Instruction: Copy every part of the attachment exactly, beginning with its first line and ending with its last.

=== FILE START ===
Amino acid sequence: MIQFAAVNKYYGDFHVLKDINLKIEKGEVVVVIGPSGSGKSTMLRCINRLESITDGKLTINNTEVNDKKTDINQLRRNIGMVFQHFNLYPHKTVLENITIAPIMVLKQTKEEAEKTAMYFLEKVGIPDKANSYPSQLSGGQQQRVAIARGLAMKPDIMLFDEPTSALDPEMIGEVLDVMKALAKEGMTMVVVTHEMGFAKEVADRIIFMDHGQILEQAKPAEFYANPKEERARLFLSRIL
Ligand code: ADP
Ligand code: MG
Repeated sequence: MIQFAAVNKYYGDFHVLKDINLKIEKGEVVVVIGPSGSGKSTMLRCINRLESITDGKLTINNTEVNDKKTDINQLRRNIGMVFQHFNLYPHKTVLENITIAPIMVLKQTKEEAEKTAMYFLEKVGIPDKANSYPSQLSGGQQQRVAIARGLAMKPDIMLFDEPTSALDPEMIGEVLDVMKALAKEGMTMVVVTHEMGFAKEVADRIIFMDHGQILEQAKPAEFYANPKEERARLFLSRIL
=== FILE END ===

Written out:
Amino acid sequence: MIQFAAVNKYYGDFHVLKDINLKIEKGEVVVVIGPSGSGKSTMLRCINRLESITDGKLTINNTEVNDKKTDINQLRRNIGMVFQHFNLYPHKTVLENITIAPIMVLKQTKEEAEKTAMYFLEKVGIPDKANSYPSQLSGGQQQRVAIARGLAMKPDIMLFDEPTSALDPEMIGEVLDVMKALAKEGMTMVVVTHEMGFAKEVADRIIFMDHGQILEQAKPAEFYANPKEERARLFLSRIL
Ligand code: ADP
Ligand code: MG
Repeated sequence: MIQFAAVNKYYGDFHVLKDINLKIEKGEVVVVIGPSGSGKSTMLRCINRLESITDGKLTINNTEVNDKKTDINQLRRNIGMVFQHFNLYPHKTVLENITIAPIMVLKQTKEEAEKTAMYFLEKVGIPDKANSYPSQLSGGQQQRVAIARGLAMKPDIMLFDEPTSALDPEMIGEVLDVMKALAKEGMTMVVVTHEMGFAKEVADRIIFMDHGQILEQAKPAEFYANPKEERARLFLSRIL